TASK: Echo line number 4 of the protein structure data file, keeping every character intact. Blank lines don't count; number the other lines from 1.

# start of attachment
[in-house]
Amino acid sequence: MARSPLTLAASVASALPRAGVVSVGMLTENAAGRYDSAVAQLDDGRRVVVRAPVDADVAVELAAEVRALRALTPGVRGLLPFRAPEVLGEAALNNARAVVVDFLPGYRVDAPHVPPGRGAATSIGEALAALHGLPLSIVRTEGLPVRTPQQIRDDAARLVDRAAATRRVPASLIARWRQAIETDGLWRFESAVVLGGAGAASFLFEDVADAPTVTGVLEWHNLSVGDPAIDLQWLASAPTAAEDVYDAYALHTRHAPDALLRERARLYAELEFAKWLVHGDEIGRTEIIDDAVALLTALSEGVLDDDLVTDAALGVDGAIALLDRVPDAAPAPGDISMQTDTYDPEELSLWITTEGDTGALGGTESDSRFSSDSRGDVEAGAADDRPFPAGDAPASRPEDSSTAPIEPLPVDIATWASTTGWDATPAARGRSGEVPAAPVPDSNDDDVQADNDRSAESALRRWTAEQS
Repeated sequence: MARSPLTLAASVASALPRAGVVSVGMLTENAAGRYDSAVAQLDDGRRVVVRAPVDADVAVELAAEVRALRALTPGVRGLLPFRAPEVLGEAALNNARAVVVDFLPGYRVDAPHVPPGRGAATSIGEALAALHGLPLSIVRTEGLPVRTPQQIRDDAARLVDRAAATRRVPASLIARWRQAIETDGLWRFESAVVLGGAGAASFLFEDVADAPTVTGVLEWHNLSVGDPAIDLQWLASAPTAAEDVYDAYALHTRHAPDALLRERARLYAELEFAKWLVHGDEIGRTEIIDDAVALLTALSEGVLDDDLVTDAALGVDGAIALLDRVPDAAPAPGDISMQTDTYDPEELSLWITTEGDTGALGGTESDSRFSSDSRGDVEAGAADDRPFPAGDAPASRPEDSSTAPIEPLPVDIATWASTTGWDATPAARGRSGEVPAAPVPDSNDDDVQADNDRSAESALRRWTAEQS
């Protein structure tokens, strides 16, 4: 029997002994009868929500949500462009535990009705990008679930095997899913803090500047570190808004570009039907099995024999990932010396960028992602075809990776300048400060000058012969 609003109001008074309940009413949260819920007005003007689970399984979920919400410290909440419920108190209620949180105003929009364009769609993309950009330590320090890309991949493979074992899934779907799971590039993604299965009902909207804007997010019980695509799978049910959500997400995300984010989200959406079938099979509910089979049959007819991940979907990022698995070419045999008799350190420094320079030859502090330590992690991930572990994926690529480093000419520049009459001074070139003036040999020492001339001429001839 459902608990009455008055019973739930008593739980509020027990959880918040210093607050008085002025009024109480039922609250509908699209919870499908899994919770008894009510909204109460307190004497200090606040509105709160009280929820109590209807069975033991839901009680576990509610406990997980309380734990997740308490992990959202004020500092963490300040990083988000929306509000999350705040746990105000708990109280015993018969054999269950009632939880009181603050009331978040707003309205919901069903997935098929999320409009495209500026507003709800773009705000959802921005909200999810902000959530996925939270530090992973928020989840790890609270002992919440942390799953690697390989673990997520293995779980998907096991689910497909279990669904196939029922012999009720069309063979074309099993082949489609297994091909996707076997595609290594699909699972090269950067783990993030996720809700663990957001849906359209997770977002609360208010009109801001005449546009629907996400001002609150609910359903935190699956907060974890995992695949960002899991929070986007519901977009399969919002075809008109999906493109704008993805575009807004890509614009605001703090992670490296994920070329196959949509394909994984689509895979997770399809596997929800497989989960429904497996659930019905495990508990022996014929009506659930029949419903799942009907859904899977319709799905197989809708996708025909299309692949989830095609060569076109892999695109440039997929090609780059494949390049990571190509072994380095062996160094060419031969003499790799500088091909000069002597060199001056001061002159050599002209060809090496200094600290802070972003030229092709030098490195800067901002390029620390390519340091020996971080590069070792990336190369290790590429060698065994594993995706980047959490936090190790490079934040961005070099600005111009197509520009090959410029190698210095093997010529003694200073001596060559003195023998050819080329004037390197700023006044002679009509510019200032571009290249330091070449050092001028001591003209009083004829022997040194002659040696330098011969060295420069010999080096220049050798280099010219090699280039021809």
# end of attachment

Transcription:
């Protein structure tokens, strides 16, 4: 029997002994009868929500949500462009535990009705990008679930095997899913803090500047570190808004570009039907099995024999990932010396960028992602075809990776300048400060000058012969 609003109001008074309940009413949260819920007005003007689970399984979920919400410290909440419920108190209620949180105003929009364009769609993309950009330590320090890309991949493979074992899934779907799971590039993604299965009902909207804007997010019980695509799978049910959500997400995300984010989200959406079938099979509910089979049959007819991940979907990022698995070419045999008799350190420094320079030859502090330590992690991930572990994926690529480093000419520049009459001074070139003036040999020492001339001429001839 459902608990009455008055019973739930008593739980509020027990959880918040210093607050008085002025009024109480039922609250509908699209919870499908899994919770008894009510909204109460307190004497200090606040509105709160009280929820109590209807069975033991839901009680576990509610406990997980309380734990997740308490992990959202004020500092963490300040990083988000929306509000999350705040746990105000708990109280015993018969054999269950009632939880009181603050009331978040707003309205919901069903997935098929999320409009495209500026507003709800773009705000959802921005909200999810902000959530996925939270530090992973928020989840790890609270002992919440942390799953690697390989673990997520293995779980998907096991689910497909279990669904196939029922012999009720069309063979074309099993082949489609297994091909996707076997595609290594699909699972090269950067783990993030996720809700663990957001849906359209997770977002609360208010009109801001005449546009629907996400001002609150609910359903935190699956907060974890995992695949960002899991929070986007519901977009399969919002075809008109999906493109704008993805575009807004890509614009605001703090992670490296994920070329196959949509394909994984689509895979997770399809596997929800497989989960429904497996659930019905495990508990022996014929009506659930029949419903799942009907859904899977319709799905197989809708996708025909299309692949989830095609060569076109892999695109440039997929090609780059494949390049990571190509072994380095062996160094060419031969003499790799500088091909000069002597060199001056001061002159050599002209060809090496200094600290802070972003030229092709030098490195800067901002390029620390390519340091020996971080590069070792990336190369290790590429060698065994594993995706980047959490936090190790490079934040961005070099600005111009197509520009090959410029190698210095093997010529003694200073001596060559003195023998050819080329004037390197700023006044002679009509510019200032571009290249330091070449050092001028001591003209009083004829022997040194002659040696330098011969060295420069010999080096220049050798280099010219090699280039021809």